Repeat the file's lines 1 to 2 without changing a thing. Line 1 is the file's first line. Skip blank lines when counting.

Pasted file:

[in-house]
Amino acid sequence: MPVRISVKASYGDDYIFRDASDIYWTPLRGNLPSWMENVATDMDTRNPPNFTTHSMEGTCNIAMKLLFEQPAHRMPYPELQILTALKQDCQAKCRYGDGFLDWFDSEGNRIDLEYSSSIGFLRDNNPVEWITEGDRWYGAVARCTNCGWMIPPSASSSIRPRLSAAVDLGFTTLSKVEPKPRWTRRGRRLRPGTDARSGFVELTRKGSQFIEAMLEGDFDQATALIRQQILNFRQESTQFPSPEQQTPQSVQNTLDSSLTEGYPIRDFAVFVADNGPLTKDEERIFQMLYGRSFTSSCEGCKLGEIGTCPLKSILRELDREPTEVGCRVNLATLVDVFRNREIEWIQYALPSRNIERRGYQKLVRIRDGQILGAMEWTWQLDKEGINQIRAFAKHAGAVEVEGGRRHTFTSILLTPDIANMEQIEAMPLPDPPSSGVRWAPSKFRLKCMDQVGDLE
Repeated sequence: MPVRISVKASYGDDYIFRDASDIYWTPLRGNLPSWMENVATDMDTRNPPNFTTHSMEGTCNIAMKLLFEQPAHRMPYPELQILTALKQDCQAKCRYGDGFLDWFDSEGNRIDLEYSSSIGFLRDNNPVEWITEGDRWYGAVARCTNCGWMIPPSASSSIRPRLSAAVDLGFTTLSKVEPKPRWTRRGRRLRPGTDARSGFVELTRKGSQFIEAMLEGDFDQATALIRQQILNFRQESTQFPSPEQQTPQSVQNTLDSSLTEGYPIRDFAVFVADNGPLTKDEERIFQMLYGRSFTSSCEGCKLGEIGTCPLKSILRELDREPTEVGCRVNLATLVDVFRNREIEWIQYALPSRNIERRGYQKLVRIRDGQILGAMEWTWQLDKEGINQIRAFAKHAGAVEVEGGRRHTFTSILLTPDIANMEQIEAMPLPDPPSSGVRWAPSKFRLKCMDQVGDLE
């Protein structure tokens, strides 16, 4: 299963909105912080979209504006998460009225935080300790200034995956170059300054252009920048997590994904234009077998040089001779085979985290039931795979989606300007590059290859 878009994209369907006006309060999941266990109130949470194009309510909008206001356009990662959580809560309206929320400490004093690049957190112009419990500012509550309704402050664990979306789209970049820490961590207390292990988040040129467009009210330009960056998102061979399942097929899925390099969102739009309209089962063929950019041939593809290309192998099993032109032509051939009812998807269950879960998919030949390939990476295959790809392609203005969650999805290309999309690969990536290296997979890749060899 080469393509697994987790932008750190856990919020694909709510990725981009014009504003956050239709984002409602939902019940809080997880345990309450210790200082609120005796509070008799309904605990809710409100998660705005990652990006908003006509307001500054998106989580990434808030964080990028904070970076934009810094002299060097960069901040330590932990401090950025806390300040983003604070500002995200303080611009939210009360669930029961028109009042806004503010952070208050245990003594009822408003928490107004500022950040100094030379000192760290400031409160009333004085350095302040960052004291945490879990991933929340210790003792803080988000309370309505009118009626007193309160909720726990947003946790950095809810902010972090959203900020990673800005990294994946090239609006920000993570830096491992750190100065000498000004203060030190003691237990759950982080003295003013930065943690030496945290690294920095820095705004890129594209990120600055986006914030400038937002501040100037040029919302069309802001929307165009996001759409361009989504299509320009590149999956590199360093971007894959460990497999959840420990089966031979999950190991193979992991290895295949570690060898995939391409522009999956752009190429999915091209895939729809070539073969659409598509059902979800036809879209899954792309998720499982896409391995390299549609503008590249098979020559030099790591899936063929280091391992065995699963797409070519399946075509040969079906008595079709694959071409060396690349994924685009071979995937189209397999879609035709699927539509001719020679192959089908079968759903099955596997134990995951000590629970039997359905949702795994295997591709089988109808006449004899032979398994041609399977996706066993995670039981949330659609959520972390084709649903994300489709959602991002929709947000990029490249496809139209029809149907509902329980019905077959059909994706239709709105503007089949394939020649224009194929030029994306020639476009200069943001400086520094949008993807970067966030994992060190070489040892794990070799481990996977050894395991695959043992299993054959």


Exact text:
[in-house]
Amino acid sequence: MPVRISVKASYGDDYIFRDASDIYWTPLRGNLPSWMENVATDMDTRNPPNFTTHSMEGTCNIAMKLLFEQPAHRMPYPELQILTALKQDCQAKCRYGDGFLDWFDSEGNRIDLEYSSSIGFLRDNNPVEWITEGDRWYGAVARCTNCGWMIPPSASSSIRPRLSAAVDLGFTTLSKVEPKPRWTRRGRRLRPGTDARSGFVELTRKGSQFIEAMLEGDFDQATALIRQQILNFRQESTQFPSPEQQTPQSVQNTLDSSLTEGYPIRDFAVFVADNGPLTKDEERIFQMLYGRSFTSSCEGCKLGEIGTCPLKSILRELDREPTEVGCRVNLATLVDVFRNREIEWIQYALPSRNIERRGYQKLVRIRDGQILGAMEWTWQLDKEGINQIRAFAKHAGAVEVEGGRRHTFTSILLTPDIANMEQIEAMPLPDPPSSGVRWAPSKFRLKCMDQVGDLE